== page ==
Guns in the Workplace? Developing a Balanced Risk Management Policy

By: | January 22, 2020

Joe Cellura is President, North American Casualty, at Allied World, responsible for for the production and profitability of Primary Casualty, Excess Casualty, Environmental, Surety, Primary Construction and Programs. He can be reached at [email protected]

Some employees want to carry guns to work, and laws in many states grant them that right.

Employers meanwhile have a duty under the Occupational Safety and Health Administration (OSHA) to ensure a safe working environment for employees. If a gun in the workplace harms someone, employers can face exposure arising from OSHA, workers’ compensation, negligence and/or vicarious liabilities.

If a company dismisses an employee for carrying a legally licensed gun at work, and doesn’t have a clear policy prohibiting guns, they could face a discrimination lawsuit.

Developing a corporate policy on guns is not just vital from a risk management and HR perspective, it’s a security issue. As companies actively instill policies to address exposure to workplace violence, active shooters or other security risks, they should be aware that no security policy is complete without a comprehensive and articulate position on guns at work.

Where to Begin: Weighing Your Options

Developing a corporate gun policy requires the expertise of many across an organization, including risk management, HR and security experts.

Given the myriad federal, state and local laws impacting gun rights, specialized legal expertise is essential.

At least 20 states have laws specifically addressing guns at work. Many have parking lot laws that allow employees to bring guns to work but expect them to be locked in their privately owned vehicles. Some states prohibit employers from curtailing employees’ rights to bring firearms to work altogether. Some local laws and regulations also mandate appropriate signage regarding gun policies at a facility.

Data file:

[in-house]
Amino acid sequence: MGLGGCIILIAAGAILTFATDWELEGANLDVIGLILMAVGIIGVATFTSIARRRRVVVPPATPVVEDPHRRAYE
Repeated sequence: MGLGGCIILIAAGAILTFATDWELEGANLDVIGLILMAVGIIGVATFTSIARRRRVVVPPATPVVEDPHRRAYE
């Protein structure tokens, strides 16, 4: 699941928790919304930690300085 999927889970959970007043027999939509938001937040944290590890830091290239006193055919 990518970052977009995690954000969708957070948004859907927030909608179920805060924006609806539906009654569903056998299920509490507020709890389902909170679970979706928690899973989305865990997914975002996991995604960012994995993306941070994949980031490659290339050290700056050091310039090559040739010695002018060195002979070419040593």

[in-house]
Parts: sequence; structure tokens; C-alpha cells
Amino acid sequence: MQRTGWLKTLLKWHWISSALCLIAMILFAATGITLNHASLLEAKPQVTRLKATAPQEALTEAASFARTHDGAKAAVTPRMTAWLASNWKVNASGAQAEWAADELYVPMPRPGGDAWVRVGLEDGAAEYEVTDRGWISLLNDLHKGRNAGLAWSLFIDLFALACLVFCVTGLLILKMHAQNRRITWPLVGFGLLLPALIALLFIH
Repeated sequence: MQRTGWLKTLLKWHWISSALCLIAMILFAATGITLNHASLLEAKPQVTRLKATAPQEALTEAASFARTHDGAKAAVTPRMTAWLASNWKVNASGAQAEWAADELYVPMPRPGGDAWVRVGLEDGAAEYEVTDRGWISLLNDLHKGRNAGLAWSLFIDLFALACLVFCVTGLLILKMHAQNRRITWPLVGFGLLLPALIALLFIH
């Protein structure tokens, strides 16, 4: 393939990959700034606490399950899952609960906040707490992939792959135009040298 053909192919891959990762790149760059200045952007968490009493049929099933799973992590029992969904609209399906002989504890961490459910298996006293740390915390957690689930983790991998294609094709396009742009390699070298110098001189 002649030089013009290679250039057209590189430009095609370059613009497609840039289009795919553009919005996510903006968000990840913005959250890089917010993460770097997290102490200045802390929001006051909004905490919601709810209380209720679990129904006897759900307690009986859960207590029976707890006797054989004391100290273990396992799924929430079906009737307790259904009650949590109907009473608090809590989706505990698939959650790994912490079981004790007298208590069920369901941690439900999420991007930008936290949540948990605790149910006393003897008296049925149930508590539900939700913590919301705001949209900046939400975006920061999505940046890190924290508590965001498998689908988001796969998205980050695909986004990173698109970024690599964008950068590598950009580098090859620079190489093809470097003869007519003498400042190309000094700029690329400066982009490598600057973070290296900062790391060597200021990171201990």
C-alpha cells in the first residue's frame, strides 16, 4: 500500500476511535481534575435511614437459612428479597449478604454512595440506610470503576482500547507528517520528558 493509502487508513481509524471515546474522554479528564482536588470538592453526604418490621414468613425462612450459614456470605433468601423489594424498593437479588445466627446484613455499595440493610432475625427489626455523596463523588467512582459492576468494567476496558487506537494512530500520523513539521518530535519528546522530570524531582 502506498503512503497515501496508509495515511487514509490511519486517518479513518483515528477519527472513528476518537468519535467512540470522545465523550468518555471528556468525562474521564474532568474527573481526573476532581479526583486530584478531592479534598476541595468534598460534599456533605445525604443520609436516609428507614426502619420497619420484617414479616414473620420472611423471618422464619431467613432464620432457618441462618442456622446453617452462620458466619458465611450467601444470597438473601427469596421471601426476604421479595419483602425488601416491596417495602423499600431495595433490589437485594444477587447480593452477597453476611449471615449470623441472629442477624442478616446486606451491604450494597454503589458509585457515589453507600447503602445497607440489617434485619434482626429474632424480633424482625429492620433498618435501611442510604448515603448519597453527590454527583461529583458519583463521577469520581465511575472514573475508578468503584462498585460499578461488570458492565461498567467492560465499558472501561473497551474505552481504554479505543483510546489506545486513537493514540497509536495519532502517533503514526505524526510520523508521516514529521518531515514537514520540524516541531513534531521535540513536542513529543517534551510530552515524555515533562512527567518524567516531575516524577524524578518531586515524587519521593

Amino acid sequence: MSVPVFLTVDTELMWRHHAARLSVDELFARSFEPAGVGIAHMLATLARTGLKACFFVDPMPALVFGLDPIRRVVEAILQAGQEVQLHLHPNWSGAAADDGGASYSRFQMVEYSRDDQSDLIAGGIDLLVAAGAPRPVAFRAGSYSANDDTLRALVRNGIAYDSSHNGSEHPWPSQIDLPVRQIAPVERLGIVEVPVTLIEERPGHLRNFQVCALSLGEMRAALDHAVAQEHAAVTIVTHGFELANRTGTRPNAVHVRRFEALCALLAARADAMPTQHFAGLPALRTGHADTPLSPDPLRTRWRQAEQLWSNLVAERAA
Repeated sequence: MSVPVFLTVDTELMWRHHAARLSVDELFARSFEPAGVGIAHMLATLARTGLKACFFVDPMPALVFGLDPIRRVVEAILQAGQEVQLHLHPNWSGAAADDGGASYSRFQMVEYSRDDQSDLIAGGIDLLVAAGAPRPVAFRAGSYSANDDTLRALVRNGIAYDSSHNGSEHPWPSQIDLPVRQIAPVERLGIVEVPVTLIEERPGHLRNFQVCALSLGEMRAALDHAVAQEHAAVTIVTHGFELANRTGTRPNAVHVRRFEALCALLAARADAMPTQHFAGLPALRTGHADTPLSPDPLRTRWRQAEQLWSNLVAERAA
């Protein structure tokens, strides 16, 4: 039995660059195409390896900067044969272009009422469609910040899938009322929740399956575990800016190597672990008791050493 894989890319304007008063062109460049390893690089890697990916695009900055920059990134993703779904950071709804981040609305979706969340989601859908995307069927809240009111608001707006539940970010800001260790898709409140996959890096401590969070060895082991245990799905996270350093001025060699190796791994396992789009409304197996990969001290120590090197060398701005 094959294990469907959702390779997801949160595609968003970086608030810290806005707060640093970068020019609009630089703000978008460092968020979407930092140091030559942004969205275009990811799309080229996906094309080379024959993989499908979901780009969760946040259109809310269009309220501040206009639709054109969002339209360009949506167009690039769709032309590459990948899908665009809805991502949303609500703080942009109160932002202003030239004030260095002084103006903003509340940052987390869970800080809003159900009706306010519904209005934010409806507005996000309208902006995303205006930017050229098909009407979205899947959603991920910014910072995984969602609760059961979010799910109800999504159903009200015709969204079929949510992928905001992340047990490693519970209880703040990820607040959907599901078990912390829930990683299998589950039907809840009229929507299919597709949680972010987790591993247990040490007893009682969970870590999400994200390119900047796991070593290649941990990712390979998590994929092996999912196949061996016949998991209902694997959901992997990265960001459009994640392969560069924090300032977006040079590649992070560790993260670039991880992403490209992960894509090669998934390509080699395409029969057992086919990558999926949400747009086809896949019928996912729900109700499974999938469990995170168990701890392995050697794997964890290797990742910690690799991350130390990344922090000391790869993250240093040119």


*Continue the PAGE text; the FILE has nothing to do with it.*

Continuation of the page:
Generally, companies have five fundamental options — all of which must be weighed in light of applicable laws:

  • Permitting employees to carry guns at work, according to state law (carried or concealed);
  • Permitting employees to bring guns to work as long as they are secured in lockers on premises;
  • Permitting employees to bring guns as long as they are left in locked cars or car trunks (per local parking lot laws);
  • Allowing only emergency response and security personnel to carry guns on premises; or
  • Prohibiting guns in the workplace, even when employees are licensed to own or carry a weapon.

Implementing Your Policy

A workplace gun policy must be created and implemented hand-in-hand with a company’s overall security policies. For instance, if your policy prohibits employees from having guns on premises, are the same prohibitions enforced for visitors? If not, are you taking adequate steps to protect employees but not allowing them to protect themselves?

If your policy allows guns in your company’s parking lot in locked vehicles, how are you monitoring the parking lot to ensure no one is removing a gun from a vehicle and bringing it inside the facility? Are security cameras installed and monitored?

Issues like these should be ‘table-topped’ with legal and security teams so that all angles are considered and appropriate security measures can be put in place.

Once your policy has been created and vetted, it must be communicated, enforced and “institutionalized.”

This includes reviewing it during employee orientation, including it in the employee handbook, establishing appropriate signage communicating your policy at the entrance of your facility and elsewhere and training and educating appropriate personnel about the policy and how to enforce it. The policy should also be reviewed and updated regularly as laws and regulations change.

A Risk Management and Security Mandate

A clear policy on guns in the workplace is a necessity in today’s world — it’s a risk management, HR, security and legal essential.

While ensuring a proper policy requires a company to take a “position” on a potentially polarizing issue, it also enables them to ensure proper consideration of workplace security issues — and sound risk management. &

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